News ID: 107617
Publish Date : 09 October 2022 - 23:04

TEHRAN -- Iran’s government has rebuked brutal U.S. sanctions against the Islamic Republic, saying the West is “taking revenge” on Iranians by waging a “campaign of genocide” against the country’s patients.
Spokesman Ali Bahadori Jahromi made the remark in a Persian-language post on his twitter account while projecting that 220 Iranian thalassemia patients would be the victims of sanctions imposed by the United States against Iran by the end of the Iranian calendar year falling on March 2023.
“Seventy thalassemia patients lost their lives in the year 2018, 90 in 2019, 140 in 2020 and 180 died last year due to sanctions. According to the projections this year, 220 patients will be the victims of cruel sanctions. Add to this statistics, EB (epidermolysis bullosa) patients and all those in need of special medicinal products,” Bahadori Jahromi wrote.
“The West is taking revenge on Iranians through a genocide campaign against the patients,” he added.
Earlier, Iran’s Foreign Ministry spokesman Nasser Kanaani censured the U.S. sanctions against the Islamic Republic, saying the bans were the “backbone” of the so-called American human rights regulations.
“The whole Iranian people, without any distinction and discrimination, have been struggling for many years with the brutal sanctions of the United States, which have targeted their livelihood, jobs, health and normal life,” Kanaani said.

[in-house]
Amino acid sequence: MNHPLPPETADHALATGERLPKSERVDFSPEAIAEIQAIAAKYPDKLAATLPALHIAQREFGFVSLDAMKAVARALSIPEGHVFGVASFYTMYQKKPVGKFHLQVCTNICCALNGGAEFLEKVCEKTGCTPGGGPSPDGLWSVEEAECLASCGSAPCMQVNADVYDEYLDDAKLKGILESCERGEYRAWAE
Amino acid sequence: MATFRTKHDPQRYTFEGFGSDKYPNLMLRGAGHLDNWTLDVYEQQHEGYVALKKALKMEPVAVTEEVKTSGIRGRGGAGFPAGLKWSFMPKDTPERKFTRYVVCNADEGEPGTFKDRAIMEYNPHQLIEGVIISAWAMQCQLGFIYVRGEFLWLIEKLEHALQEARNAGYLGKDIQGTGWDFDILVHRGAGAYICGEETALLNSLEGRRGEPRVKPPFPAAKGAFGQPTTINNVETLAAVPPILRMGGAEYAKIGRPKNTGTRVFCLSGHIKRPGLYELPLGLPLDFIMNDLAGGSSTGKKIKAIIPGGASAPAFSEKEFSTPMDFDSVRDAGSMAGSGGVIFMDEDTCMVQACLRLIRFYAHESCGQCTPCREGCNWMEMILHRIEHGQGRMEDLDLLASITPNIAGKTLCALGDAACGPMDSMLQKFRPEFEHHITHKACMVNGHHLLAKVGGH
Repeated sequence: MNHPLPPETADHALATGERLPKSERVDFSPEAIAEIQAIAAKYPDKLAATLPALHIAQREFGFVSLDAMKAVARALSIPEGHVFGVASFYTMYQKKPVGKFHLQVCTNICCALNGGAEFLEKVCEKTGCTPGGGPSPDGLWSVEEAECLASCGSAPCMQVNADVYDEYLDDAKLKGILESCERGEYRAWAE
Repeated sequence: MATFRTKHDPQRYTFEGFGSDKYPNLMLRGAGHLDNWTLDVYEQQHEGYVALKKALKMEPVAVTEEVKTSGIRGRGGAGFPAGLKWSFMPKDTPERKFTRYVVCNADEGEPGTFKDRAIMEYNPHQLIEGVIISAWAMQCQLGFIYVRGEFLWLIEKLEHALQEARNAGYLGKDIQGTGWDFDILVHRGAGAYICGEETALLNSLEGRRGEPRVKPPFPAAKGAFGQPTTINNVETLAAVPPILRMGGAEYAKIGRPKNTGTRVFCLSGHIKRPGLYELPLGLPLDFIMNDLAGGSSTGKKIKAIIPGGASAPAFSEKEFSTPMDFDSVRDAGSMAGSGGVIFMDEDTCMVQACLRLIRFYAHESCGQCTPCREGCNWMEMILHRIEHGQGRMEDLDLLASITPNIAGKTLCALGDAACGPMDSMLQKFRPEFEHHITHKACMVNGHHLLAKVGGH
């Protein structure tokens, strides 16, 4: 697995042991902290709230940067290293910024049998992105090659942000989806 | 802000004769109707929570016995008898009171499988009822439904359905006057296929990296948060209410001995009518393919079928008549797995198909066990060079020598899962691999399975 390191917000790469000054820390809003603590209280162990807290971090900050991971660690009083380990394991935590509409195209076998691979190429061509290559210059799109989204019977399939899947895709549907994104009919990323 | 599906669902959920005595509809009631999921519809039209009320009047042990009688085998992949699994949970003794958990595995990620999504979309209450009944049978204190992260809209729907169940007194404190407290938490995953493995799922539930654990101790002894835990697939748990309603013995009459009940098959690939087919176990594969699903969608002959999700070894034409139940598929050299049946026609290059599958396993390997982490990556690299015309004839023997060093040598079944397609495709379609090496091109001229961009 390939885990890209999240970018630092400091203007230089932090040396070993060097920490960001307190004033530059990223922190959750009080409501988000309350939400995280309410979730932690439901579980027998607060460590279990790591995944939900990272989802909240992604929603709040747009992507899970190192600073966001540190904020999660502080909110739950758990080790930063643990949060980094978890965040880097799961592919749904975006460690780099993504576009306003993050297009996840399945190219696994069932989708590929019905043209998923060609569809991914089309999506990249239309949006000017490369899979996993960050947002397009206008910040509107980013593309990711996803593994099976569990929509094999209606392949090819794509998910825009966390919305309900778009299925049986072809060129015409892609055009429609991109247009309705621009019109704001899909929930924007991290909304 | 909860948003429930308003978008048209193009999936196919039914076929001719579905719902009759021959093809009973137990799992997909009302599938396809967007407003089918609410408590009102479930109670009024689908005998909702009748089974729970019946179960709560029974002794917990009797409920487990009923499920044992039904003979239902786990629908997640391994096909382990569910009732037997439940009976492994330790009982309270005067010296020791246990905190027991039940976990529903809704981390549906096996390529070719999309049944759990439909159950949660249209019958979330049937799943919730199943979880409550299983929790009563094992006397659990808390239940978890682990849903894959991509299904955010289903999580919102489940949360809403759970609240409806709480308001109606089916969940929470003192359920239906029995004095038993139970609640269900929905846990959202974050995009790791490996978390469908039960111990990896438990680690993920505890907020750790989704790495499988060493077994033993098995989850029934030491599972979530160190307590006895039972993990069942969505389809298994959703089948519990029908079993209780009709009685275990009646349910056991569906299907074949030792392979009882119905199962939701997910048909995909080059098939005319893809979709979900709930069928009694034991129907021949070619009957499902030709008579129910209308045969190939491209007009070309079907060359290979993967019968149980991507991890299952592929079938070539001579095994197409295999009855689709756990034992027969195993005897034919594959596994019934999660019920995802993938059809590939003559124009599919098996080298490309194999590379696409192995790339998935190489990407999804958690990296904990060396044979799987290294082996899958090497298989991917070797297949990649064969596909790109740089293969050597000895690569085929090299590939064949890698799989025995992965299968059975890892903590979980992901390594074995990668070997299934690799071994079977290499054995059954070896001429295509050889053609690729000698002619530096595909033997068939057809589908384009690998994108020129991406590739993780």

“Even EB children were not exempted from the unilateral, illegal and cruel U.S. sanctions. Sanctions are the backbone of American human rights,” he noted.
The United States, under the hawkish former president Donald Trump, unilaterally walked out of the 2015 Iran nuclear deal, known as the Joint Comprehensive Plan of Action (JCPOA), in May 2018 and reinstated crippling sanctions under the so-called “maximum pressure” campaign.
Over the past five years, the sanctions have targeted various aspects of Iranian lives ranging from economy to health and medical system.
The talks to salvage the agreement kicked off in the Austrian capital of Vienna in April last year, months after Joe Biden succeeded Trump, with the intention of examining Washington’s seriousness in rejoining the deal and removing anti-Iran sanctions.
Despite notable progress, the U.S.’s indecisiveness and procrastination caused multiple interruptions in the marathon talks.

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